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Author Topic: Childhood travel memories  (Read 2756 times)
bradshaw
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« Reply #45 on: June 11, 2017, 05:54:20 PM »

As far as I can recall it was Brighton, Fareham, Southampton, Salisbury, Exeter, Okehampton, Plymouth. Used to see it through Crewkerne in the early 1960s
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hoover50
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« Reply #46 on: June 12, 2017, 07:18:15 PM »

Can somebody remind me of the route of the Brighton to Plymouth? Went to Plymouth a couple of times on it, I presume I would have got on at Havant (?).

I remember this running through the 1980's on Saturdays only. The route was Brighton - Chichester - Havant - Fareham - Southampton - Salisbury - Exeter St Davids

The usual traction was a single class 33 "Crompton" diesel locomotive but on Summer Saturdays it was often double-headed as extra coaching stock was added to the formation. On a few odd occasions there was even a relief train which ran a few minutes before it.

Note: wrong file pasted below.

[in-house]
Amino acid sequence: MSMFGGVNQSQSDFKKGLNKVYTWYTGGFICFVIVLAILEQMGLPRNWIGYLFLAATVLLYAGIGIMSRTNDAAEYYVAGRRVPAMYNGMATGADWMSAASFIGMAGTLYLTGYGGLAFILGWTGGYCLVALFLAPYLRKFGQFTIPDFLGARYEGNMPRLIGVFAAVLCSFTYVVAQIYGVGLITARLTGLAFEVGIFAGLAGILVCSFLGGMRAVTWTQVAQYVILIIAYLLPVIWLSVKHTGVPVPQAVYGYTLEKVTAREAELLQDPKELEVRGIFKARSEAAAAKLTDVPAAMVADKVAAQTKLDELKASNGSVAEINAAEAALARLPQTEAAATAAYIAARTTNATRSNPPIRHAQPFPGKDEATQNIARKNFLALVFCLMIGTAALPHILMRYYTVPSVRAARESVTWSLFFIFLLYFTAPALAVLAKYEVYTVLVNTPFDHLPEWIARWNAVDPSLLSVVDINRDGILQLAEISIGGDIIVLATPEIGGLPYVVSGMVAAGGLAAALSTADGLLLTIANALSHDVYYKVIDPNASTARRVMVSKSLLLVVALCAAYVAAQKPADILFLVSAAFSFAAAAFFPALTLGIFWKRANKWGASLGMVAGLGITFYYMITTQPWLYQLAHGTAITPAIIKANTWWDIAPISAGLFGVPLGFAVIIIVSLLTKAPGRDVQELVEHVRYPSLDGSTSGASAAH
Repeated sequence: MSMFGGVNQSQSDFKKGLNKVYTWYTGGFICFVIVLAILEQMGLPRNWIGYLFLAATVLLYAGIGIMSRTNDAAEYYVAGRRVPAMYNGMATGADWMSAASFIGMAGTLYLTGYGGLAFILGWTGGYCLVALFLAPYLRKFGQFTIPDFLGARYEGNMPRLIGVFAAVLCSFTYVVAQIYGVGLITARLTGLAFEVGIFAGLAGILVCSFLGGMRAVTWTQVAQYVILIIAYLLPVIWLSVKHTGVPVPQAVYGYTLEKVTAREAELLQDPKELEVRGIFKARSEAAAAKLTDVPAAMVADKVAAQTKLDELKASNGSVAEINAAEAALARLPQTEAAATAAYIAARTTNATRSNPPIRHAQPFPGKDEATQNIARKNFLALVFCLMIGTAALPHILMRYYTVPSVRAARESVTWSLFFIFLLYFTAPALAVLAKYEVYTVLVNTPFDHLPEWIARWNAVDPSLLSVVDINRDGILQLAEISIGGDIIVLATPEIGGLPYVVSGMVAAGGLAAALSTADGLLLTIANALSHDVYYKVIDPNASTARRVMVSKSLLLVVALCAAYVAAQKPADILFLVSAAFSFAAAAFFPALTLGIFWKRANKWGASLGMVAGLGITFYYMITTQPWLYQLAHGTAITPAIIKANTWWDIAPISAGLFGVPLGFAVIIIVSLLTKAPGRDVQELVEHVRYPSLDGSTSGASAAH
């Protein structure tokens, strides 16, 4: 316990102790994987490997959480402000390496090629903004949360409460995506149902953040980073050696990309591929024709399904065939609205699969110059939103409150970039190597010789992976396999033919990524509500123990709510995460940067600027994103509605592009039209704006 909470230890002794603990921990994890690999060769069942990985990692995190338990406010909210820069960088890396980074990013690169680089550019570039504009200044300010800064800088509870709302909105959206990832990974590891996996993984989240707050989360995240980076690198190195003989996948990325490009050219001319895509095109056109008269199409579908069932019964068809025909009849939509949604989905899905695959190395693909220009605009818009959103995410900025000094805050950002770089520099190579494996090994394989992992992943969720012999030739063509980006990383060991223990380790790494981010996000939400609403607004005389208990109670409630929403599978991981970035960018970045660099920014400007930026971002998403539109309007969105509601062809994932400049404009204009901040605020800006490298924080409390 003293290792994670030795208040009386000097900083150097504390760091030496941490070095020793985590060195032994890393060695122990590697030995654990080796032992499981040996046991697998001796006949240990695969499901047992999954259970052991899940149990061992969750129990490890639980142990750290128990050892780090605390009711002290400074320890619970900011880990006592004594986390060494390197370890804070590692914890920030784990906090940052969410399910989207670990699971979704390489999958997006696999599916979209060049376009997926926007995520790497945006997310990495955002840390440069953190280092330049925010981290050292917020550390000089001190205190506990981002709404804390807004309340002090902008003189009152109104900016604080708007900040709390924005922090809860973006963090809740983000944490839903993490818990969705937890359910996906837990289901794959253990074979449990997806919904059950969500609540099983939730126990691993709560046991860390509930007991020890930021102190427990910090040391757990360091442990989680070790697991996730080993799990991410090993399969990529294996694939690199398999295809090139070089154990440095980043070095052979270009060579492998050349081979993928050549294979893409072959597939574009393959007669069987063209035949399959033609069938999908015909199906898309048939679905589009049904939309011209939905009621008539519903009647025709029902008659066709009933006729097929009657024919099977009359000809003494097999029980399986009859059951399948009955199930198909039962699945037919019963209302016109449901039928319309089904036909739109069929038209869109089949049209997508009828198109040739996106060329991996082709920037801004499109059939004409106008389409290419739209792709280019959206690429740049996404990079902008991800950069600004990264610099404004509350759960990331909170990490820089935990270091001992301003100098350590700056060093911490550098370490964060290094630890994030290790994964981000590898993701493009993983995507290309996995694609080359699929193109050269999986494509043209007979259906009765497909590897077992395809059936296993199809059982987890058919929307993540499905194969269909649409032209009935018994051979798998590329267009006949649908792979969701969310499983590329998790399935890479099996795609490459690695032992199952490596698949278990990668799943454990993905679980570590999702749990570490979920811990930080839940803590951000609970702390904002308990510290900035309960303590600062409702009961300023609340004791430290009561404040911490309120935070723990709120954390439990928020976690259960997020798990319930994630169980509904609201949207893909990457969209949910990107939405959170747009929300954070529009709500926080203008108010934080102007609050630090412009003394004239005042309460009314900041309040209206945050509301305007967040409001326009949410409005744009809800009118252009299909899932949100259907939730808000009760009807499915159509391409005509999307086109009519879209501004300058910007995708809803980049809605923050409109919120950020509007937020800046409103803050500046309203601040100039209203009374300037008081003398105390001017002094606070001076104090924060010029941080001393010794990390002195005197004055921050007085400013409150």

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grahame
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« Reply #47 on: June 12, 2017, 07:25:52 PM »

Can somebody remind me of the route of the Brighton to Plymouth? Went to Plymouth a couple of times on it, I presume I would have got on at Havant (?).

I remember this running through the 1980's on Saturdays only. The route was Brighton - Chichester - Havant - Fareham - Southampton - Salisbury - Exeter St Davids

The usual traction was a single class 33 "Crompton" diesel locomotive but on Summer Saturdays it was often double-headed as extra coaching stock was added to the formation. On a few odd occasions there was even a relief train which ran a few minutes before it.

Didn't it run with Hastings Diesel units at one time, when they were spare on Saturdays from commuter duties?
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PhilWakely
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« Reply #48 on: June 12, 2017, 09:01:55 PM »